In the dog-eat-dog world of professional sports such as the NFL and Premier League soccer, it’s not easy to find many tales of true sportsmanship. Players diving for penalties, stomping on heads and faking catches or injuries to steal an advantage is the norm. While in Formula One and NASCAR it’s not even unusual for teammates to take each other out for personal gain. Yes, the world of professional sport lacks sportsmanship.
Yet, despite the massive growth in the size of purses, golf remains above all that nonsense. From Jones to Hogan, Palmer to Nicklaus and Woods to McIlroy, through almost three centuries, golf has remained a gentlemen’s game.
Best Ryder Cup Story of All Time!
Considering the fierce competition of recent Ryder Cup matches, it is easy to forget that this biennial event was, until quite recently, a one-sided romp won by the USA time after time. Before Europe’s triumph at the Belfry in 1985, you had to go all the way to 1957 for the previous American defeat.
In the interim, the closest the USA came to losing was an epic battle fought on the lovely links at Royal Birkdale in September, 1969. Earlier that year, an Englishman had won the British Open for the first time in almost twenty years and so the Great Britain and Ireland team as it then was, wondered if they might end the 12-year drought.
More than 10,000 spectators crammed every sand dune and vantage point they could find around Birkdale’s 18th hole. The evening was gray and damp and the light was fading as the last pair reached the final tee. The result of the Ryder Cup was in the balance and rested squarely on the shoulders of these two men. One of them was the world’s greatest player participating in his first Ryder Cup. The other was the reigning British Open champion and his team’s big hope. The entire event was drawing to a dramatic climax. The winner of this final hole would secure victory.
For the first time in many years, the destination of the Ryder Cup hung in the balance. Great Britain and Ireland’s Tony Jacklin drove first. He had just holed a birdie putt on the 17th that he later described as, “One of the most important putts of my life.” It had enabled him to go all square with the great Jack Nicklaus. Both hit good tee shots down the short par five and strode down the red stone path toward the fairway. Jacklin was walking several yards ahead when Nicklaus called to him. Jacklin paused to allow Nicklaus to catch up.
“How do you feel, Tony?” asked Nicklaus.
“Bloody awful,” replied Jacklin.
“I thought you might,” said Nicklaus, “but if it’s any consolation to you, so do I.”
Their eyes met briefly in mutual understanding of the pressure of the moment and the expectations of their respective countrymen. Then they walked to their balls. Nicklaus played first, his ball coming to rest in the heart of the green some 30 feet from the flag. Jacklin responded with a bold shot over the left sand trap but his ball bounded to the back of the green, some 40 feet from the hole. The two men received huge ovations as they strode onto the green before the crowd fell into deathly silence. The supporters of both sides rubbed their eyes, gnawed on their knuckles and held their collective breath.
Jacklin’s putt for eagle was on line but came to rest on the damp turf some two feet short of the hole. Nicklaus putted boldly for the win, barely missing the hole but running some three or four feet past. The pressure was intense but Nicklaus, taking his time as usual, hunched over the ball in his familiar style and stroked it into the dead center of the cup. Jacklin now faced the longest two-foot putt of his life. If he made it, the whole match was tied. If he missed, he would be blamed for yet another defeat and would doubtless be crucified by the British sporting press, ever ready to turn on yesterday’s hero. Jacklin stepped towards his ball marker but, before he could replace the ball, Nicklaus bent down and picked the marker up thus conceding the tying putt. As he extended his hand he said, “Tony, I’m sure you would have made it…but I wasn’t prepared to see you miss it.”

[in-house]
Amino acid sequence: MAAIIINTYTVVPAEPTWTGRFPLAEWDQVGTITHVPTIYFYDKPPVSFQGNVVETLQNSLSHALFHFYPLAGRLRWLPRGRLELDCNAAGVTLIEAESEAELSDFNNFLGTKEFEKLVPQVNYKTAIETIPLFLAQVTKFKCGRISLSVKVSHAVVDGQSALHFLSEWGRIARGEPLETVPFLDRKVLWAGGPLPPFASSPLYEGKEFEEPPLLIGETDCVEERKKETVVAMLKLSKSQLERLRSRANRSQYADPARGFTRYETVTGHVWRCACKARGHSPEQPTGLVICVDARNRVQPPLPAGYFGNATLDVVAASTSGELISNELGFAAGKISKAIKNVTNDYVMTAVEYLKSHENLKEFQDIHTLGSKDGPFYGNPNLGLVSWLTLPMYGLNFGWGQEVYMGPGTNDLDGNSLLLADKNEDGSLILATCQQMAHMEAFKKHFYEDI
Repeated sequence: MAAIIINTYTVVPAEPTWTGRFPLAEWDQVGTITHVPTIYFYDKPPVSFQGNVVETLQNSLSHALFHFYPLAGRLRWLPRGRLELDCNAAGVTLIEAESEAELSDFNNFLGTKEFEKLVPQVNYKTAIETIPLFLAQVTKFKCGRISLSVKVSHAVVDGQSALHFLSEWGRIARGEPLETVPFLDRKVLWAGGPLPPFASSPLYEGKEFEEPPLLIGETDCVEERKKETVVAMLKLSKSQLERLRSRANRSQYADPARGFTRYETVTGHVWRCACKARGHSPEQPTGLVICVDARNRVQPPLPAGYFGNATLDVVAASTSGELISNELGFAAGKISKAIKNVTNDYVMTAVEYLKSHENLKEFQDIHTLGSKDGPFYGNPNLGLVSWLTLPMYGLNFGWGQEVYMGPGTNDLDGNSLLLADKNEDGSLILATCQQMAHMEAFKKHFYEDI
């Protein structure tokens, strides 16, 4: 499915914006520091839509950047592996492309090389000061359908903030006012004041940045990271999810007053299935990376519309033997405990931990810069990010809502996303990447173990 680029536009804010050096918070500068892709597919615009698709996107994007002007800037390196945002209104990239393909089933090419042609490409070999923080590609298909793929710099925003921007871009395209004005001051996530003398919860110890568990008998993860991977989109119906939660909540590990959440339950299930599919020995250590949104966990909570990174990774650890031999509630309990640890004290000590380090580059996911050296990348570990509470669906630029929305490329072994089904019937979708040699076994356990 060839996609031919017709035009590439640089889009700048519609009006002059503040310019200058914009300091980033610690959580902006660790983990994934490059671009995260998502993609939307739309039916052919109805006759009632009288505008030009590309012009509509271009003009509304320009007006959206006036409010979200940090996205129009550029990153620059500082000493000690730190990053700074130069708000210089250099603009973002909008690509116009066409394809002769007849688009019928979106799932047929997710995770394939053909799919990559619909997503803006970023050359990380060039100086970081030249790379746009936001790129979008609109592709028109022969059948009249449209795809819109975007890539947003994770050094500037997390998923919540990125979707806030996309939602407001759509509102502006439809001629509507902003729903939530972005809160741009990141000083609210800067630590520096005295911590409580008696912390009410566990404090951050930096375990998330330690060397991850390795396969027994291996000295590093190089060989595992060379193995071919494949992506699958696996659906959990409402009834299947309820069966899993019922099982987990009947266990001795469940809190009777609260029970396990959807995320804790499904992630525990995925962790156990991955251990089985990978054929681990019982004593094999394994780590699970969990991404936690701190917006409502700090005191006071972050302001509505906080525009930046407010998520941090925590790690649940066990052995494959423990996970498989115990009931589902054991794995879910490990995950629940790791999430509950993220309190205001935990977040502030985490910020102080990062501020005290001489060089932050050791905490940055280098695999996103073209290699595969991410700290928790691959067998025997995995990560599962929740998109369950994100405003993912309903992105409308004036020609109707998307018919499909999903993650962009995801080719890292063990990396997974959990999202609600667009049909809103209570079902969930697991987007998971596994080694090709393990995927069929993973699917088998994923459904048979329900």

Their match was halved, the Ryder Cup was tied and the USA retainedthe trophy. This fine gesture was typical of Nicklaus and demonstrated the highest qualities of sportsmanship and class we expect of all TRULY great champions.
There have been countless other examples before and after such as:
* Faldo consoling Greg Norman at the Masters after the latter’s catastrophic meltdown.
* Players calling penalties on themselves for infractions not even the TV cameras and vigilante viewers could have seen.
* The great golf writer Herbert Warren Wind described the scrupulous honesty of the legendary Bobby Jones.
“Almost invariably, when the subject of Jones’s sportsmanship comes up,” wrote Wind, “someone will mention how he twice called penalty strokes on himself in our Open — once in the second round of the 1925 championship at the Worcester Country Club when, after he had addressed the ball, it moved slightly in high grass as he was preparing to play a recovery from the rough on the 11th hole, and once in the second round the next year, at Scioto, in Columbus, Ohio, when his ball moved the tiniest fraction as he was addressing it with his putter on the 15th green. Both times, no one else saw his ball move.” In 1925 he lost in a play off but won the following year!
In the game of golf, sportsmanship is the norm not the exception andthat can only be a good thing for all involved. I think the essence is summed up by Jones himself who after reading praise for his action in the press for calling a plenty on himself said: “You might just as well praise me for not robbing a bank!”